Talented Butler chainsaw artist will show off skills in annual invitational
Some people are just plain good at math. Others, maybe sports.
What Ken Tynan can do when he picks up a chainsaw, and how little time it took to get to that point, makes him a bona fide natural.
A former billboard painter, Tynan started carving artistic pieces with his chainsaw when he was 40 years old.
“I took one class, a carving class,” says the now 55-year-old. “Then I entered a competition where I carved Santa Claus, and I beat my teacher.”
The Butler native's skills will be on display from May 15 to 17 at the Butler Farmshow Grounds for the third annual Butler Chainsaw Carving Invitational.
Tynan is one of 24 carvers booked for the event. Tynan didn't get the call only because he's nearby — he has 27 carving championships to his name and was featured on the Canadian television series “Saw Dogs.” He makes a living with his chainsaw and says he is booked with work for the next year.
The rest of the field is just as talented.
“These guys go nuts,” Tynan says. “They sharpen their saws like no others.”
The event has a slight twist in that it is not a competition. It's more of a get-together for the group, one that also stokes the artistic fire.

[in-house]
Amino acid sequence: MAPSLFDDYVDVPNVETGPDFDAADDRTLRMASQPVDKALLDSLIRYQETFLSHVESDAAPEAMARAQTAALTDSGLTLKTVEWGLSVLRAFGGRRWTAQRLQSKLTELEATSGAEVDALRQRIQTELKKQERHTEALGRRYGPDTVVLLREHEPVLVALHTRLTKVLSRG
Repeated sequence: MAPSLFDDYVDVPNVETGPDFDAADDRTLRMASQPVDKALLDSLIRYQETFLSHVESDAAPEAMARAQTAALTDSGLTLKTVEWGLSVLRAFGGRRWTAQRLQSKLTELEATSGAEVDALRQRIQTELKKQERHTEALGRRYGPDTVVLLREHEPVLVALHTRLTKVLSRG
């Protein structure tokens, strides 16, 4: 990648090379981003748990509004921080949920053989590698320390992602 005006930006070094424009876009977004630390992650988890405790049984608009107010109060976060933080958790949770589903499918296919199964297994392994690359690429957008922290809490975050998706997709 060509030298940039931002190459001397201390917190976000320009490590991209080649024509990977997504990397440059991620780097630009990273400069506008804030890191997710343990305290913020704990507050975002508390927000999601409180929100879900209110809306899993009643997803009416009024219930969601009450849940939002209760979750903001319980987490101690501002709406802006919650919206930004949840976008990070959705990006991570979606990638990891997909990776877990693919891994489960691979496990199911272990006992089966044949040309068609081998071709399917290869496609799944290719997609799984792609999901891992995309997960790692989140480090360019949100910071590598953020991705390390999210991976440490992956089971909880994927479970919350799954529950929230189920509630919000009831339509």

“It's a bunch of us that go through competitions, and we just wanted to do a show,” Tynan says. “We just want to have a good time and learn off each other.”
Some of the faster carvers will slice out up to six pieces in a day. Others take their time to wrap up a masterpiece.
Anyone expecting an abundance of the basics like bears, deer or Indians will have another think coming.
“The one thing that stuck out to me last year was (Austin, Texas-based artist) Griffon Ramsey carved an archeologist that found a genie in a lamp,” says event organizer Damian Skal. “The archeologist was on his knee holding a lamp with a genie popping out.”
Tynan says he hasn't thought about what he will come up with. He says it's hard to visualize beforehand because the size and shape of the wood he gets to work with can dictate where he goes with it.
Pieces created over the three-day event will be auctioned on May 16 and 17.
Tynan, an Army veteran, will auction off a piece to benefit local wounded veterans.
“Anything I can do to help our brothers right here in Western PA,” Tynan says.
In addition to the carvers, there will various food vendors, as well as a bounce house and play area for kids.
Skal said he is expecting 8,000 to 10,000 people to attend.
Ed Phillipps is a contributing writer for Trib Total Media.